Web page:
Picture2Put some water in a large mixing bowl or similar. Dip a sponge to get it wet, squeeze out excess water, and pour some BKF on the sponge. Apply to affected area and scrub (not too hard, just normal pressure) in a circular motion. Do this over the entire affected area. Rinse. Pour ½ cup TSP into a bucket and add 2 gallons of water. Using a washing brush, mop, or sponge mop, dip into TSP mixture and wash affected area. Rinse and let dry thoroughly. In the mixing bowl or in an aluminum pan or similar, pour about 4 cups of Zep. Dip a microfiber cloth into the Zep and squeeze out really good. You don’t want the cloth to be dripping wet because the polish will run and dry unevenly. The secret is to apply very thin layers and build upon them. Apply a thin layer of Zep onto the affected area, making sure you don’t miss any spots. Allow time to dry. Apply another thin layer. Allow time to dry. Keep applying thin layers until you’ve built up to 4-5 layers. I did 5 layers and am absolutely thrilled with the result!
After-180201-1There were some spots that were too far gone to completely bring back, but overall, our bulkhead looks great! Up close on a ladder or standing on top of the RV, you can see some of the small spots that were beyond repair, but from the ground, the bulkhead looks almost brand new!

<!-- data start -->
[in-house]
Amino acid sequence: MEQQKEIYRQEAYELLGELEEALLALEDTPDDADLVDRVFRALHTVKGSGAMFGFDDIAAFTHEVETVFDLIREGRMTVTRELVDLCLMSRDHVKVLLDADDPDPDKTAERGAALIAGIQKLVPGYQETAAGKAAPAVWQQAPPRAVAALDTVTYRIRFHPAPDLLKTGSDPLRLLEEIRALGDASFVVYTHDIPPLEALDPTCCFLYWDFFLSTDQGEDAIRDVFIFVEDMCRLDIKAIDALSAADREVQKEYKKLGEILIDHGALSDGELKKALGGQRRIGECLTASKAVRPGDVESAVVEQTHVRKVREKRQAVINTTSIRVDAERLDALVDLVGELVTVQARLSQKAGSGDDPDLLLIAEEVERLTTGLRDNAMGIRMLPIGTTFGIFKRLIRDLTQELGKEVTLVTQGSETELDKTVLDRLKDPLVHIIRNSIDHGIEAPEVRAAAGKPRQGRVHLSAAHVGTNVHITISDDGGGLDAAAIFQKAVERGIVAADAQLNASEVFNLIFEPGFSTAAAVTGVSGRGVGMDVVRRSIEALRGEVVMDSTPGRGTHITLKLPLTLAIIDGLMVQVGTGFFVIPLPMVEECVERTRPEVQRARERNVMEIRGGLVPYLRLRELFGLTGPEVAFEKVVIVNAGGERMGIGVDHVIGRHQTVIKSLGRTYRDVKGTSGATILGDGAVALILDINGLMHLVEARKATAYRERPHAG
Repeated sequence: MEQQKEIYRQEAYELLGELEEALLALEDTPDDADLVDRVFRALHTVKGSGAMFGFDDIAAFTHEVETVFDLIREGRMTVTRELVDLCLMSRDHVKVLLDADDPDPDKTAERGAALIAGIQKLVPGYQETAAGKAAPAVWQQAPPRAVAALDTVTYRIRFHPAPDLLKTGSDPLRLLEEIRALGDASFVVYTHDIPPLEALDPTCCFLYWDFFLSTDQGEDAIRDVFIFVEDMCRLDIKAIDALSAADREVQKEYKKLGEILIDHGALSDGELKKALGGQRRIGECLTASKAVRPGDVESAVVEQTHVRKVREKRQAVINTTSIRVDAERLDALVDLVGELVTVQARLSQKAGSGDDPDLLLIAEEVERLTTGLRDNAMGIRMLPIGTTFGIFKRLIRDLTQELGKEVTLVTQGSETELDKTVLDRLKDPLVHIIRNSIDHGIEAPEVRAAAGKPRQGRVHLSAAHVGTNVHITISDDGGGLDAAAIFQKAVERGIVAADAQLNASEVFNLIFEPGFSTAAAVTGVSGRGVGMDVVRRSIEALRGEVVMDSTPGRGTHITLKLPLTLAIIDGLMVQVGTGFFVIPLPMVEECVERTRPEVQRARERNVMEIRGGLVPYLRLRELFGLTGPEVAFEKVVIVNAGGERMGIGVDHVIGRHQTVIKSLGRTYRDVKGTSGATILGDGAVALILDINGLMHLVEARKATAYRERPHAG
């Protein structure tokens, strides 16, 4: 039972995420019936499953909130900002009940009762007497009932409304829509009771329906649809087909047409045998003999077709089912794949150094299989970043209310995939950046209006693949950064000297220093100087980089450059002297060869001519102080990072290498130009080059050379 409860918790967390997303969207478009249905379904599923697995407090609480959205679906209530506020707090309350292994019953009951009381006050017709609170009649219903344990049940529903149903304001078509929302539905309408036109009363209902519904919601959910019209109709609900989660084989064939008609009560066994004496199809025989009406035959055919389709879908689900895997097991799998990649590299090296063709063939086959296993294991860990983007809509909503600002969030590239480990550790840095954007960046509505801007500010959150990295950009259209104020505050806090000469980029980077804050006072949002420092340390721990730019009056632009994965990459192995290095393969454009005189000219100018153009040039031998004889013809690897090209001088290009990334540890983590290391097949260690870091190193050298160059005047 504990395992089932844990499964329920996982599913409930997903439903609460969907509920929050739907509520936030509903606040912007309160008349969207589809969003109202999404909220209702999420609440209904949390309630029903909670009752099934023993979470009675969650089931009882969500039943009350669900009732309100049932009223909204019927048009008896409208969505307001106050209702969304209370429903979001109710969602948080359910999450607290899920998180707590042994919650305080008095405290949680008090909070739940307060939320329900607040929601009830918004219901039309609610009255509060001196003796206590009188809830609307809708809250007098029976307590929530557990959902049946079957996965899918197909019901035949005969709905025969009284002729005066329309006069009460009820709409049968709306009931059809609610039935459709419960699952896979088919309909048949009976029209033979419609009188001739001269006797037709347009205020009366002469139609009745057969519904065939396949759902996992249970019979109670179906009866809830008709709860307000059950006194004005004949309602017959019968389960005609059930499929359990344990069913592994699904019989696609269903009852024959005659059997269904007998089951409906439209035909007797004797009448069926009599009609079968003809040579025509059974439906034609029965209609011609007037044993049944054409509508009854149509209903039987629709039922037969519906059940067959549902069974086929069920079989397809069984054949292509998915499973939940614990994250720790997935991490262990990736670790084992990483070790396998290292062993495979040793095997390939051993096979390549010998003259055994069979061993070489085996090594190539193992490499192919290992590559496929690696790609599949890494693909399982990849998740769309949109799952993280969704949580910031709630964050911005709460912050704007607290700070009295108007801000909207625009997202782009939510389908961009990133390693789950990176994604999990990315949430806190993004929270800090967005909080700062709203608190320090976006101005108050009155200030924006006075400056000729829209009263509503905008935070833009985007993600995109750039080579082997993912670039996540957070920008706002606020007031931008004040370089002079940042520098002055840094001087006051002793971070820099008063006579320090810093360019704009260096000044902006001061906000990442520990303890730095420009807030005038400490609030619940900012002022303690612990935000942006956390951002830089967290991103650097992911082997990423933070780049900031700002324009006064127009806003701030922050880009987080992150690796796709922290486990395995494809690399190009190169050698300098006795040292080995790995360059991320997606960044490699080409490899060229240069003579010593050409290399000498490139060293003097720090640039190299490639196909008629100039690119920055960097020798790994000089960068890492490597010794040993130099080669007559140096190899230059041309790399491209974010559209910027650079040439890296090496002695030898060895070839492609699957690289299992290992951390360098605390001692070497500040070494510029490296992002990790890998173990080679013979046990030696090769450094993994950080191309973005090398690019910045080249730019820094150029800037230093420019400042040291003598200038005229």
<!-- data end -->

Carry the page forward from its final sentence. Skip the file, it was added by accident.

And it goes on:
After-180201-4Seriously, I can’t believe the difference, neither can my husband, neither can my dad! We didn’t know if this would work but figured we had exhausted all other options and had nothing to lose, so we gave it a shot and I’m so glad. I don’t know how long this will last, so I’ll update this post if something changes. But for now, I’m just pleased I don’t have to figure out where to get $2,000 to repaint the bulkhead. I hope this works for you, too!

Disclosure: This website contains affiliate links, which means I receive a small commission, at no extra cost to you, if you make a purchase using these links. The small commission I receive is used to keep this website active and updated for you. Thank you for your support!


This blog is managed by The Globe Trekker Family, a website about an adventurous family of 5 living in an RV and traveling the world fulltime. Our Legal Disclosure and Privacy Policy can be found here. Like us on Facebook.

Popular posts from this blog

Organizing the RV Basement

Organizing a Small Freezer

How to Make Your RV Mattress the Most Comfortable Mattress Ever